NEWS & EVENTS

How Jim Cassidy stayed at the top of the racing tree for so long

Sep 27, 2016 | Latest News | 0 comments

With a straw hat more Birdsville than Royal Ascot and shirt styled along Hawaiian lines with a Kuta influence, Malcolm Ayoub, the motivator who kept Jim Cassidy pumping, cut a stylish figure at Otto, the Woolloomooloo eating joint.

Cassidy was so good, so old because of Ayoub, colourful in character as well as dress, who spent the good and bad times with the champion maintaining his fitness and mental health, no mean feat.

Now retired at 52 and a principal for an upcoming celebration day by the Australian Turf Club, Cassidy’s most epic ride, among many, was the 1997 Melbourne Cup when he primed and nursed Might And Power in front to run the Flemington 3200 metres.

jim-cassidy-top-tree

Prior, before the cut off time in the Flemington jockey’s room, Ayoub rubbed and squeezed every ounce getting him to “medium rare, not overcooked” and at full pumping power. So when Doriemus, under the powerful persuasion of Greg Hall, made his move after others had softened Might And Power up, Cassidy was able to generate an extra 6cm out of his mount to score.

“I worked him in a hot room but maintained circulation,” Ayoub said, adding that he rubs or massages with his hands and inspired with strong words.

I first met Cassidy in 1981 after he won the Brisbane Cup on Four Crowns. Two years later he notched the Big One with Kiwi. I go back further with Ayoub to when the was running Sydney’s famous City To Surf – barefoot.

“I did it under an hour and charged past the Canberra contingent who had a handy stayer called [Robert] de Castella running with them,” he recalled. “When it got serious he picked me up pretty quick.”

Cassidy, too, is a stayer and one of the most notorious, in and out of the saddle. Few, if any, would be better credentialed in either category, topping the ton of group 1s a highlight, particularly considering enforced absences.

Because of a distinctive pumping style, I once described him as resembling “a dog shagging a boot”. He considered legal action based on the argument of the greater the truth, the greater the libel. On ground level he struck trouble: a three-month suspension for testing positive to marijuana. No sympathy asked for, none given.

Going back to when he was stable jockey for Brian Mayfield-Smith in Sydney he was outed over his handling of Cruising, serving hard time. Cruising never won another race even though exiled to South Australia. Thus Cruising went better for Cassidy, allegedly dead, than he did for others at full throttle.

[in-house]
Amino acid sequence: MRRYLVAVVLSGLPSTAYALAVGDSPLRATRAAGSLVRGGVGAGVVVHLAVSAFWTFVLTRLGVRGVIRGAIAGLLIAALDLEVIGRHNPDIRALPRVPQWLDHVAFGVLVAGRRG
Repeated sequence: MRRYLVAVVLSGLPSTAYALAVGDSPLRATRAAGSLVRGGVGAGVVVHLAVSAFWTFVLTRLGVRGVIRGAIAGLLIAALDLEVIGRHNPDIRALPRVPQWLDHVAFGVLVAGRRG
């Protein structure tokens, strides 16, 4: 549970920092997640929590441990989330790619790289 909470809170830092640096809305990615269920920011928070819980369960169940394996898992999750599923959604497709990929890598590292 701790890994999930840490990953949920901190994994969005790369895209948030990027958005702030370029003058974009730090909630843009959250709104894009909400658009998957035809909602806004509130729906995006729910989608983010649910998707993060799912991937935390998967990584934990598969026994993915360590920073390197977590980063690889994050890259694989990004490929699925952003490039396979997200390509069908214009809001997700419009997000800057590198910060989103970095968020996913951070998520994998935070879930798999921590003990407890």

Then came the jockey tapes scandal in 1995 for which he served 21 months; he lost so-called mates by the droves, but not Ayoub.

“It’s a chapter of my life that will make good reading one day,” he maintained a few years back and a biography is now being compiled by colleague Andrew Webster. “I’ll disclose all the truths: the people who gave me up, the people who I thought were great friends … I was supposedly fixing races and running Sydney racing.”

But the Pumper likes winning. Incidentally the title was given to him by Glen Robbins, one of the founders of the internet site Racenet.

While the brain and hands worked smoothly in unison decades of hard labour took another toll: Cassidy’s knees, back and feet started to show signs of wear and tear. “During a race consider the pressure he put on his toes,” Ayoub stressed. “The toes and the arches of his feet had been giving him pain, particularly in distance races.”

The impeded circulation and calluses were a problem, treated by Ayoub with emu oil.

Maybe Ayoub came pontificate like a naturopath although he came from a tough school attended by bush smarties and city slickers, skilled in the art of turf chicanery.

“Most jockeys have fantastic skin while they are young because the constant rubbing cleanses every part of the tissue that rubbish blocks up,” he diagnosed.

Using himself as a model Cassidy has mentioned marketing emu oil as a beauty product but now Ayoub, with more time on his hands, wants to concentrate on a men’s fashion line.

Written by Max Presnell – Sydney Morning Herald